Each community abroad identifies itself particularly in sports, dance, art, culture, etc... How is Benin sold abroad through you?

Benin is a bit of everything. We excel in many areas. Beninese executives are highly appreciated, whether they are engineers, technicians, lawyers, doctors, professors, researchers, scientists, artists, etc.. Our country promotes itself through its many talents. The "Benin brand" is naturally sold without any fanfare. I certainly contribute to it too.

Is a return to the country possible for you one day? Otherwise, how do you really intend to participate actively in the development of Benin?

We are now in the 2nd or 3rd generation who no longer have the same relationship with Africa as those who arrived in the 60s and 70s, because they were not born there and sometimes they have never been there. Their knowledge of Africa is often limited to what was passed on by their parents or grandparents.The second and third generations are no longer concerned with returning home and investing in their country, but rather with succeeding in France. I assure you, this is not my case. I am obviously thinking of returning, as are many compatriots, especially since the advent of the new beginning, which creates the right conditions for this return to play an active role. This role can take the form of an associative or political commitment, but can also be linked to a professional or entrepreneurial activity

So, as a diaspora umbrella organization, give us an overview of the relations with your country of origin, Benin.

French elected officials of Beninese origin are very attached to their country of origin. We have good relations with the authorities both at the top of the State and at the grassroots. As you know, we have signed a partnership agreement with the National Association of Beninese Communes (ANCB) under the presidency of the Head of State, Mr Patrice TALON. Contacts between our two associations are regular and we work together on projects.

It is not always the honeymoon in the country of origin-diaspora couple, there is sometimes a kind of mutual distrust which sometimes ends up in a rupture of the links on the basis of disappointment on both sides: how is this explained?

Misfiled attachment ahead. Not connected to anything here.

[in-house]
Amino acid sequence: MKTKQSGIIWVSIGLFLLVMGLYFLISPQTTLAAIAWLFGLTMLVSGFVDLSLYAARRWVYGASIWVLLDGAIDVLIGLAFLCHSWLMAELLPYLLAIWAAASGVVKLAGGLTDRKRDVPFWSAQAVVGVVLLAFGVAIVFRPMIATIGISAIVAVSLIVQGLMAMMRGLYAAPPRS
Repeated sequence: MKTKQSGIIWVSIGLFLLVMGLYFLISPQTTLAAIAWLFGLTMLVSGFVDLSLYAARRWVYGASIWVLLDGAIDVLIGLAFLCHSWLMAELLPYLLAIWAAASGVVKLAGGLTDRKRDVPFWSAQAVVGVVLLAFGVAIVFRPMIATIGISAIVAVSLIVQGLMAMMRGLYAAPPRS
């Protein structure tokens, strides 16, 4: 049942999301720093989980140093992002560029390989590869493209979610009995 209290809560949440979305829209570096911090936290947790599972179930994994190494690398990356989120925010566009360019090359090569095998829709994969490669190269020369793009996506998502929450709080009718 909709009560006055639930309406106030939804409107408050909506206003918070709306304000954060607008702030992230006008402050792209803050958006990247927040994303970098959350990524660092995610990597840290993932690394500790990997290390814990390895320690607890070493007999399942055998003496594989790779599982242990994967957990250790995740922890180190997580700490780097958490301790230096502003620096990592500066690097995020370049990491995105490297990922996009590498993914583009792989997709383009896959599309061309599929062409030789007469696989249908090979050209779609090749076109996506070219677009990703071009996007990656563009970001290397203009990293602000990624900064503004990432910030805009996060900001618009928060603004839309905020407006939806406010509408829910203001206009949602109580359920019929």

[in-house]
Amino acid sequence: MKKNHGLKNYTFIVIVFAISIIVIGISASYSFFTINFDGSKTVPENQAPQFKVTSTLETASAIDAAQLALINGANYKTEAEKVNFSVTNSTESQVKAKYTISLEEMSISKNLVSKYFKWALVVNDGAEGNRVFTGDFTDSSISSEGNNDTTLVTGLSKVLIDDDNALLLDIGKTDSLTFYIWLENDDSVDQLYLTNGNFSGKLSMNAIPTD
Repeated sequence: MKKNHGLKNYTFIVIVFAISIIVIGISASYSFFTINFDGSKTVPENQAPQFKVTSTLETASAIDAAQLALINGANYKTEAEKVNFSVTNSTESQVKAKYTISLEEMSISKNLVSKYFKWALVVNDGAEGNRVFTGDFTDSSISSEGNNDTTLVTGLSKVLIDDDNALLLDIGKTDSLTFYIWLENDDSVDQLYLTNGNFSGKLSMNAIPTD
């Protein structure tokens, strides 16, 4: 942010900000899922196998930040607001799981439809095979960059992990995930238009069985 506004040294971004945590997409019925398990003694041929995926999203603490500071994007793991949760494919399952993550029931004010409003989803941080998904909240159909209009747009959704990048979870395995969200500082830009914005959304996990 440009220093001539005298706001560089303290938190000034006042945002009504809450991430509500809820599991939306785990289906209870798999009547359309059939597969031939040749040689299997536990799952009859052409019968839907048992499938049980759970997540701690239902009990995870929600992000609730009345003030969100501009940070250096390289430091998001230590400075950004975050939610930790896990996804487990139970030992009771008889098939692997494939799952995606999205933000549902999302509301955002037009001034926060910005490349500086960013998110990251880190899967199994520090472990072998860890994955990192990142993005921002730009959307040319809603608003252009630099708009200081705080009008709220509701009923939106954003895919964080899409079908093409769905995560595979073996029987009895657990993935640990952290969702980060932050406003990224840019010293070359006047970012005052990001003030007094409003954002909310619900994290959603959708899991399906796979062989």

Too often, the person living abroad is still looked at strangely in the countries of origin, between mistrust, envy and misunderstanding. Many countries of origin have voluntarily implemented incentive policies to attract diasporas. However, it is sometimes the case that assisted return measures fuel a negative feeling among those who have remained in the country and thus complicate the reintegration process. Diaspora members who want to invest or resettle in their country of origin are often perceived as a threat. It is important to find the right balance between the contribution of new skills and experience by diasporas and the contribution of local staff.

Yet the contribution of diasporas to home countries is necessary, if not indispensable. So, what are the approaches you propose for a collaboration aiming at the higher interest, especially of the populations who only aspire to a better well-being?

A dynamic has been launched since 2016 that must be supported, nourished by ideas and accompanied. The Diaspora should be integrated or better integrated into development strategies, thus enhancing the experience and know-how acquired abroad. The objective is not to impose, but to co-construct with decision-makers and populations. Let us all take up the challenge of development by facilitating relations and partnerships between the diaspora, local actors and decision-makers as well as international actors, by mobilizing more of the diaspora's skills.

I thank you

Interview conducted by Irédé David R. KABA